GoogleTranslate Service


Defintion of plagiarism continue to plague academic community

July 2nd, 2010 by Graham Attwell

I have been writing a fairly boring report today, and as a distraction, reading more of my Twitter  messages than usually. And on of them, I cannot remember why, directed me to the Times Higher Education web site. And I noticed an article about plagiarism.

The article is pretty routine. It reports on a study in Sweden which “found that when a problem was identified, academics were reluctant to label it plagiarism, instead choosing words such as “unacceptable”.

“The staff held extremely heterogeneous views about the examples and also had different explanations for those views. No two lecturers gave the same response,” Dr Pecorari said.”

The article goes on to say: “But the different explanations given by participants in the study for finding, or failing to find, plagiarism also exposed a lack of common understanding, she argued.

In a bid to address the problem, academics in the US are attempting to draw up an international definition of plagiarism. Speaking at the conference, Teresa Fishman, director of the International Center for Academic Integrity at Clemson University in South Carolina, set out a model definition.

It rules that plagiarism occurs if an author “uses words, ideas or work products, attributable to an identifiable person or source, without attributing the work to the source from which it was obtained, in a situation in which there was a legitimate expectation of original authorship, in order to obtain benefit, credit or gain.”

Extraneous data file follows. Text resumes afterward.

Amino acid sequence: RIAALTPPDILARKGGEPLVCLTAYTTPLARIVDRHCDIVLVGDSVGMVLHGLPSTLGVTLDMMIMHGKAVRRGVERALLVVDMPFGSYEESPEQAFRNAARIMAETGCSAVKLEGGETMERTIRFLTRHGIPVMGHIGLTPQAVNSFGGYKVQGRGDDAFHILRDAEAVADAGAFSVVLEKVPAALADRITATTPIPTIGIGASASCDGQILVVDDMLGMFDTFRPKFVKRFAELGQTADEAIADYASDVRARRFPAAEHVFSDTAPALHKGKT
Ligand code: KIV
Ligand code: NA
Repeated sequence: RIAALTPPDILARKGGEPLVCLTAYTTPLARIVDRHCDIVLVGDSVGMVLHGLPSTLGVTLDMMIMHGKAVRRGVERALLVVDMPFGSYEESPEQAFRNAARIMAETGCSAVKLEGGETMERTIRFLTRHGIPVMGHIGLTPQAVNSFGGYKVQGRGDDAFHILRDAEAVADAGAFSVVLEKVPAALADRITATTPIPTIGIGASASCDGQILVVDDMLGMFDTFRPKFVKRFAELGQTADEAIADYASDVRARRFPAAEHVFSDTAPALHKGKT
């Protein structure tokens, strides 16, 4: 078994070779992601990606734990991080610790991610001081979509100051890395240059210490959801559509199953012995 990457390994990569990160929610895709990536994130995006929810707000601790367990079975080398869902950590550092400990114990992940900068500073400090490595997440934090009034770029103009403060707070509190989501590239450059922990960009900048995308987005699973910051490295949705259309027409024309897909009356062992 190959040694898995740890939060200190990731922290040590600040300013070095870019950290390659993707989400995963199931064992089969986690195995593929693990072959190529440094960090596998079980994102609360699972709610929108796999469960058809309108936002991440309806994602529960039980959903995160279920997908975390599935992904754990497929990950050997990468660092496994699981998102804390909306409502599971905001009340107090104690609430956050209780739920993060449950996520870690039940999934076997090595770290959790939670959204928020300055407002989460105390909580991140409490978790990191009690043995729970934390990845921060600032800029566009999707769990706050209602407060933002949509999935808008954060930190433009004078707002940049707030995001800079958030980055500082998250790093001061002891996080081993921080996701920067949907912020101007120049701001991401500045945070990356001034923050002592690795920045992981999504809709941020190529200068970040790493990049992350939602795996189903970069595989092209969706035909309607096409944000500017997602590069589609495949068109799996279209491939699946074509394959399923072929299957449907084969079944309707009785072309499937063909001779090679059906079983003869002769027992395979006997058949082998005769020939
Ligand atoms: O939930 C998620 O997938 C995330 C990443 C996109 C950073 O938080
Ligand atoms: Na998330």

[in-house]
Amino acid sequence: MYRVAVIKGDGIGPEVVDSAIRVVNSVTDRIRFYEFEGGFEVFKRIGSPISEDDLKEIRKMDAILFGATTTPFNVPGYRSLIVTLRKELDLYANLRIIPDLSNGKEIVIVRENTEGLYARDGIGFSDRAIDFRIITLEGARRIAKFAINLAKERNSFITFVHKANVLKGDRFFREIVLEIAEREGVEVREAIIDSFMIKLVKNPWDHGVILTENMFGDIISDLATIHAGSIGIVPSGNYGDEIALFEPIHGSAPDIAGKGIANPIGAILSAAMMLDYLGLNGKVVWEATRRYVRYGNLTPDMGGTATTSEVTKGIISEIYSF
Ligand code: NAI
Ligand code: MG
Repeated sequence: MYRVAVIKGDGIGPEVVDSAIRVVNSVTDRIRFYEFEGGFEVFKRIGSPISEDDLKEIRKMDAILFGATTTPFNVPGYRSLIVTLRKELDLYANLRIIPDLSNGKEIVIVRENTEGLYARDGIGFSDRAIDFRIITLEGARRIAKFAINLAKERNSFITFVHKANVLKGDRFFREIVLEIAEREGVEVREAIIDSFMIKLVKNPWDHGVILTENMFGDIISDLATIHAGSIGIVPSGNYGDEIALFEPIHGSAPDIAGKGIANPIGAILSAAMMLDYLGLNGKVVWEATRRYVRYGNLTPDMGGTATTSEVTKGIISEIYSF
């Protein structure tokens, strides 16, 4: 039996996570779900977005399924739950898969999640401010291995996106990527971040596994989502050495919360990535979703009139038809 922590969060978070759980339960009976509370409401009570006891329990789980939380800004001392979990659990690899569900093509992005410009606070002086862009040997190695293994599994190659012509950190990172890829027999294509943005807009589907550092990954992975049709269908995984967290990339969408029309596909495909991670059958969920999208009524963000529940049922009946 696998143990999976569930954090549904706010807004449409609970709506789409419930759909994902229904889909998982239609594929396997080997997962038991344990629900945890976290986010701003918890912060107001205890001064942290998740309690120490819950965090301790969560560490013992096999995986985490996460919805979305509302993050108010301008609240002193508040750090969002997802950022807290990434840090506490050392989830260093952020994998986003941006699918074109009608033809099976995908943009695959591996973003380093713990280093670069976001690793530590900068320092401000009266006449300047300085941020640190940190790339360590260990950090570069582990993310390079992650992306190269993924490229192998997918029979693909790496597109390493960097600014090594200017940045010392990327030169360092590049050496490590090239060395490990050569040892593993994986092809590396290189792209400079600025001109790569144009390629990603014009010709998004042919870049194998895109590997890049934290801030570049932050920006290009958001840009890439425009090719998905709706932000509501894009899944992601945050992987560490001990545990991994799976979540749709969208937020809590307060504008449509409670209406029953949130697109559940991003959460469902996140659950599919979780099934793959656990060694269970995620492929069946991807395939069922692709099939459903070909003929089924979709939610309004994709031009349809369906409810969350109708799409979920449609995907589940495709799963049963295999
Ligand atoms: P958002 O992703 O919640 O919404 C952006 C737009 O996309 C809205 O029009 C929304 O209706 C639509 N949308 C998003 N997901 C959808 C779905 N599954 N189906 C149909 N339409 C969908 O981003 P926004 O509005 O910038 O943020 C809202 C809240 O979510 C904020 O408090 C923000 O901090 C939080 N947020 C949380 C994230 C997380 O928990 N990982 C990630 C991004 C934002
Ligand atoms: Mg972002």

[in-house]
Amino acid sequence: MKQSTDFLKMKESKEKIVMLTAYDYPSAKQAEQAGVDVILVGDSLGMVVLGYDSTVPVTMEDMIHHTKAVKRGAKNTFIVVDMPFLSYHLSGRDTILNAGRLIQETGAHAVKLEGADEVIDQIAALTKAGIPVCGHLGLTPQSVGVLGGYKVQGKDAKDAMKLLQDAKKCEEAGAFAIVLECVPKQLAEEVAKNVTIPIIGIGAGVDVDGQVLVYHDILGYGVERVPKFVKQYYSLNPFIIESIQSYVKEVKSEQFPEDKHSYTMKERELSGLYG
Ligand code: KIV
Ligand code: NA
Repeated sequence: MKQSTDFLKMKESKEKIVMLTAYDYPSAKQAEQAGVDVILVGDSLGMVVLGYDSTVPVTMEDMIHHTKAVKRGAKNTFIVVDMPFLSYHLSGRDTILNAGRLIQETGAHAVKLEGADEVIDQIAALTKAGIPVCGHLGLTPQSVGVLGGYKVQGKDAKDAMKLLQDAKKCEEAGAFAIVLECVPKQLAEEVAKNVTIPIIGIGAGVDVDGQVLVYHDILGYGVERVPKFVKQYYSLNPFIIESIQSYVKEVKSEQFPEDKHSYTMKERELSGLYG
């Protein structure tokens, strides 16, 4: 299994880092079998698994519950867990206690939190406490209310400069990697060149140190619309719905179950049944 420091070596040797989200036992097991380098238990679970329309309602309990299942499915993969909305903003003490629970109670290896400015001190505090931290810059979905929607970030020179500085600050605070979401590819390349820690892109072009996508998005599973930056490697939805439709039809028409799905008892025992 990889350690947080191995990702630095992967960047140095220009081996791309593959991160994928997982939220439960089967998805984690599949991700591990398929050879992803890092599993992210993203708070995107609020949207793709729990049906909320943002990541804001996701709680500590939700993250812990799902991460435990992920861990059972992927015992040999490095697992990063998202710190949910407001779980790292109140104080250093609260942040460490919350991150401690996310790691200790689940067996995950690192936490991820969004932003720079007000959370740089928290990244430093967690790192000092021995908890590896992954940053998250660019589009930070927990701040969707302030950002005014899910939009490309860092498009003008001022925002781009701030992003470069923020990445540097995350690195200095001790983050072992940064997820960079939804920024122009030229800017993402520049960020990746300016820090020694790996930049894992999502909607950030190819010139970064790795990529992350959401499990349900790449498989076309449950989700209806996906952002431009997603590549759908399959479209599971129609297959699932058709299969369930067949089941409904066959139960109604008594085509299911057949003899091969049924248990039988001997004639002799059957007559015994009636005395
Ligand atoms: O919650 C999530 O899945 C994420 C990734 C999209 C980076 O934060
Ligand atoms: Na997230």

Dr Fishman said that plagiarism was not theft, copyright infringement or fraud, and should not be confused with poor citation skills.”

A find this fascinating at a whole series of levels. I have always argued that the meaning of plagiarism is culturally and socially derived and changes over time. And just agreeing a common definition does not overcome the different cultural meanings associated with it. Indeed, in line with Jenny Hughes work on pragmatics and semantics and featured on this blog over the last two weeks, it is not so much the paradigm of plagiarism that we should be looking at to understand its meaning but the syntagmatic relations between say, the idea of  plagiarism, ideas of tecahing and learning and especially concepts of copyright. And this is confirmed as an academic catfight breaks out in the comments.. To give a flavour:

“The position of some “experts” on plagiarism directly contravenes the law, contravenes the accepted university rules and even their own words”

“What makes some “experts” on plagiarism to falsify what the law of plagiarism and the universally accepted rules of academia actually say?”

“surely that shows that views on plagiarism are culturally contingent and academics in one country drawing up an “international definition” is an inherently flawed idea?”

“if your undergraduates are so incapable of ‘original authorship’ that they cannot even summarise others’ work competently without copying it out, you are royally screwed.”

“Dr. Fishman, that plagiarism ITSELF constitutes a fraud, has been explained and confirmed uncountable number of times and included in academic policies. If you are making a point to deny this, you have to have a novel reason for this. May I ask you to say what this reason is?”

And so on. It is all very polite but it is clear that we cannot define plagiarism without understanding the cultural and social background to the idea itself. Lets face it, if plagiarism (and present day copyright laws, had been around in the times of Shakespeare, his plays would never have been performed or published.